Systemic inflammation decreases pain threshold in humans in vivo
SourcePLoS One, 8, 12, (2013), article e84159
Article / Letter to editor
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SubjectDCN MP - Plasticity and memory N4i 1: Pathogenesis and modulation of inflammation; IGMD 7: Iron metabolism N4i 1: Pathogenesis and modulation of inflammation; DCN MP - Plasticity and memory N4i 1: Pathogenesis and modulation of inflammation; DCN MP - Plasticity and memory NCEBP 7: Effective primary care and public health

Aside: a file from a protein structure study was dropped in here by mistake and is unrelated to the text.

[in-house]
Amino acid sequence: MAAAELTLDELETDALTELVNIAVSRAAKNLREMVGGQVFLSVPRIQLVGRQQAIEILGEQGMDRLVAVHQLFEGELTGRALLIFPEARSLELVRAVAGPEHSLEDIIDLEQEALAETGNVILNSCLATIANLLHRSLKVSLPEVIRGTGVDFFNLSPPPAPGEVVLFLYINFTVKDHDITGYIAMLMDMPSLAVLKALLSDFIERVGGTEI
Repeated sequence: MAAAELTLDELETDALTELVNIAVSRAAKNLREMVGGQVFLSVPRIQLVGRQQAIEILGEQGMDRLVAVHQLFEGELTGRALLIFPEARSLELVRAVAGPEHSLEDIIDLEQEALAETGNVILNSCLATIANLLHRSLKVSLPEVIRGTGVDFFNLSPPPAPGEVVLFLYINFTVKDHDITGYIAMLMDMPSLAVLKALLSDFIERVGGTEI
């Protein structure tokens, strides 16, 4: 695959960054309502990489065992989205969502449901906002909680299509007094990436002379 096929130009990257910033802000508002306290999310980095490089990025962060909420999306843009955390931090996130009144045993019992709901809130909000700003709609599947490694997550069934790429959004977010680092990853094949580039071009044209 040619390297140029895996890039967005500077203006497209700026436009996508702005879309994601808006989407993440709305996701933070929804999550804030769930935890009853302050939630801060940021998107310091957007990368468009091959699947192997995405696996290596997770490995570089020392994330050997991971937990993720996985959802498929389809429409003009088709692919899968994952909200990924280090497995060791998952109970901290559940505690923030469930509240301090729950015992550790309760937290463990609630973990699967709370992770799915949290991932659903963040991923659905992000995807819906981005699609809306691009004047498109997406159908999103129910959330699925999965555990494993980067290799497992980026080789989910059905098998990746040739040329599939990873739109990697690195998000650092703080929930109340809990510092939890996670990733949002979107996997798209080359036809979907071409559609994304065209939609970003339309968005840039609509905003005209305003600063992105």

BACKGROUND: Hyperalgesia is a well recognized hallmark of disease. Pro-inflammatory cytokines have been suggested to be mainly responsible, but human data are scarce. Changes in pain threshold during systemic inflammation evoked by human endotoxemia, were evaluated with three quantitative sensory testing methods. METHODS AND RESULTS: Pressure pain thresholds, electrical pain thresholds and tolerance to the cold pressor test were measured before and 2 hours after the intravenous administration of 2 ng/kg purified E. coli endotoxin in 27 healthy volunteers. Another 20 subjects not exposed to endotoxemia served as controls. Endotoxemia led to a rise in body temperature and inflammatory symptom scores and a rise in plasma TNF-alpha, IL-6, IL-10 and IL-1RA. During endotoxemia, pressure pain thresholds and electrical pain thresholds were reduced with 20+/-4 % and 13+/-3 %, respectively. In controls only a minor decrease in pressure pain thresholds (7+/-3 %) and no change in electrical pain thresholds occurred. Endotoxin-treated subjects experienced more pain during the cold pressor test, and fewer subjects were able to complete the cold pressor test measurement, while in controls the cold pressor test results were not altered. Peak levels and area under curves of each individual cytokine did not correlate to a change in pain threshold measured by one of the applied quantitative sensory testing techniques. CONCLUSIONS AND SIGNIFICANCE: In conclusion, this study shows that systemic inflammation elicited by the administration of endotoxin to humans, results in lowering of the pain threshold measured by 3 quantitative sensory testing techniques. The current work provides additional evidence that systemic inflammation is accompanied by changes in pain perception.
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